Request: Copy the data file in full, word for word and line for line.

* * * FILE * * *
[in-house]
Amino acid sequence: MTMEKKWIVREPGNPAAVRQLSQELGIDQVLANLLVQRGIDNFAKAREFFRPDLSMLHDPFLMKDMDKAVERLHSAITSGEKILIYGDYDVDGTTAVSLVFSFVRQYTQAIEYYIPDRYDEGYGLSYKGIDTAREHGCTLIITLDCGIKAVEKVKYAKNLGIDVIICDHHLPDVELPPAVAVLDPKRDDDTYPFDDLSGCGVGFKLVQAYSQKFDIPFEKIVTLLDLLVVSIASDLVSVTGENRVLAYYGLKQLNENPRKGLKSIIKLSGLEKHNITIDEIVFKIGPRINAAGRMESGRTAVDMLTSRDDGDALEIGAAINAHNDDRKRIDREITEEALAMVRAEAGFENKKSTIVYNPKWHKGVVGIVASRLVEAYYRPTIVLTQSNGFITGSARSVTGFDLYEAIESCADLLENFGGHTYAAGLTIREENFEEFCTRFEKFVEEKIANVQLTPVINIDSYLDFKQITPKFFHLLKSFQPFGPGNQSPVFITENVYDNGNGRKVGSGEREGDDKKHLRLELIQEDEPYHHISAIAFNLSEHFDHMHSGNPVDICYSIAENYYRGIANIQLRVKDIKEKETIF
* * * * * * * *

[in-house]
Amino acid sequence: MTMEKKWIVREPGNPAAVRQLSQELGIDQVLANLLVQRGIDNFAKAREFFRPDLSMLHDPFLMKDMDKAVERLHSAITSGEKILIYGDYDVDGTTAVSLVFSFVRQYTQAIEYYIPDRYDEGYGLSYKGIDTAREHGCTLIITLDCGIKAVEKVKYAKNLGIDVIICDHHLPDVELPPAVAVLDPKRDDDTYPFDDLSGCGVGFKLVQAYSQKFDIPFEKIVTLLDLLVVSIASDLVSVTGENRVLAYYGLKQLNENPRKGLKSIIKLSGLEKHNITIDEIVFKIGPRINAAGRMESGRTAVDMLTSRDDGDALEIGAAINAHNDDRKRIDREITEEALAMVRAEAGFENKKSTIVYNPKWHKGVVGIVASRLVEAYYRPTIVLTQSNGFITGSARSVTGFDLYEAIESCADLLENFGGHTYAAGLTIREENFEEFCTRFEKFVEEKIANVQLTPVINIDSYLDFKQITPKFFHLLKSFQPFGPGNQSPVFITENVYDNGNGRKVGSGEREGDDKKHLRLELIQEDEPYHHISAIAFNLSEHFDHMHSGNPVDICYSIAENYYRGIANIQLRVKDIKEKETIF